Dissertation > Medicine, health > Pharmacy > Pharmacology

A New Target for Neuropathic Pain-glucocorticoid Receptor in Spinal Cord Dorsal Horn

Author LiMin
Tutor LiuXiaoHong
School Zunyi Medical College,
Course Physiology
Keywords glucocorticoid receptor Spinal cord astrocytes calcium
Type Master's thesis
Year 2012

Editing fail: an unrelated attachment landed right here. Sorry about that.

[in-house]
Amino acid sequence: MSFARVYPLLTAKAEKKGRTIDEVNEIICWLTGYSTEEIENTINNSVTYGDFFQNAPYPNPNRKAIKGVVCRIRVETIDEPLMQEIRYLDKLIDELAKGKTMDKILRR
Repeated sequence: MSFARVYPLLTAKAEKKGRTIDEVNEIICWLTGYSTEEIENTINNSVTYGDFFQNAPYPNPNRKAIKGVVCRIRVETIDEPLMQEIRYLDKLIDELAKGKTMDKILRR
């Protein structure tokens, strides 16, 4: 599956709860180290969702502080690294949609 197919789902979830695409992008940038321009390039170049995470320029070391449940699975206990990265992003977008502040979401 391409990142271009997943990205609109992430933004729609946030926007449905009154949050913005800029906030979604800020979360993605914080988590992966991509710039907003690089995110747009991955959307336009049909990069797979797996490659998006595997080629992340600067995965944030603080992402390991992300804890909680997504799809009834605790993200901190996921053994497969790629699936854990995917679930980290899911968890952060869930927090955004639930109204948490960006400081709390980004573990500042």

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Glucocorticoids (GC) affect virtually all organs that regulate metabolism, growth, development and neuronal functions. Recent studies show that central GR contributed to the development and maintenance of neuropathic pain after peripheral nerve injury. At present, the study of mechanisms of GR action in this process is mainly focus on dorsal spinal cord neurons. Several studies show that GR in dorsal spinal cord neurons can regulate the expression and funcation of some neurotransmitter receptor relative to pain, cellular pathways that may contribute to the development of neuropathic pain behaviors. There is significant evidence that exaggerated pain is regulated by the activation of spinal dorsal horn astrocytes. Astrocytes in spinal cord are activated in response to inflammation or damage to peripheral tissues, peripheral nerves, spinal nerves, or spinal cord. On the other hand, GC have been shown to regulate astrocytic activity. For example, Dexamethasone, corticosterone, and aldosterone were all found to inhibit rat cortical astrocyte proliferation in culture. In addition, Corticosterone or dexamethasone can reverse trimethyltin-induced enhancement of GFAP and IL-1alpha/beta expressions in astrocytes in the rat hippocampus.Whether GC has an effect on dorsal spinal cord astrocytes and then affect sensory transduction of noxious stimuli remains unclear.Recent evidences indicate that activation of spinal astrocytes plays a critical role in nociceptive modulation and persistent pain. Glucocorticoid receptor (GR) is involved in pain transduction and expressed in dorsal spinal cord astrocytes. The research work will provide new ideas for speculating the mechanisms of pathological pain and some evidences for developing effective analgesics that target on astrocytes for clinical treatment of pathological pain. Objective:To investigate the role of spinal glucocorticoid receptor (GR) in the generation and development of neuropathic pain and whether corticosterone (CORT) has an effect on the intracellular calcium concentration ([Ca2+]i) in cultured dorsal spinal cord astrocytes and the relative mechanism.Methods:The SD rats were used in our University Experimental Animal Center.(1). Behavioral methods:The thermal withdrawal latency (TWL) were measured.(2). Morphological methods:immunohistochemistry(3). Cell culture technology:Purification and Culture of Astrocytes.(4).[Ca2+]i measurement:Changes of [Ca2+]i in astrocytes were detected with confocal laser scanning microscopy using fluo-4/AMResult:1. TWL started to decrease at1d after CCI operation. Thermal hyperalgesia persisted until the end of experiment, Immunohistochemistry showed that the expression of GR was markedly enhanced in the ipsilateral dorsal horn on7d and14d after nerve injury. However, repeated intrathecal administration of GR antagonist RU38486markedly suppressed the decrease of TWL after nerve injury.2. CORT induced [Ca2+]i increase in cultured dorsal spinal cord astrocytes within30min.The rapid elevation of [Ca2+]i in astrocytes by CORT was concentration-dependent and could be blocked by pertussis toxin (a blocker of G protein activation,100ng/mL), but not by glucocorticoid receptor antagonist RU38486(10μM) and protein-synthesis inhibitor, cycloheximide (10μg/mL) Furthermore, the effect of CORT was abolished by protein kinase C inhibitor Chelerythrine chloride (10μM), but was not influenced by protein kinase A inhibitor H89(10μM).Conclusion:1. Activation of GR in spinal dorsal horn may be a critical event in the pathogenesis of neuropathic pain and suggest that blocking GR might be a viable therapeutic strategy for treating neuropathic pain.2. A nongenomic pathways may be involved in the effect of CORT on [Ca2+]i in cultured dorsal spinal cord astrocytes and the effect is mediated by a putative pertussis toxin-sensitive G-protein-coupled receptor and the downstream activation of protein kinase C.

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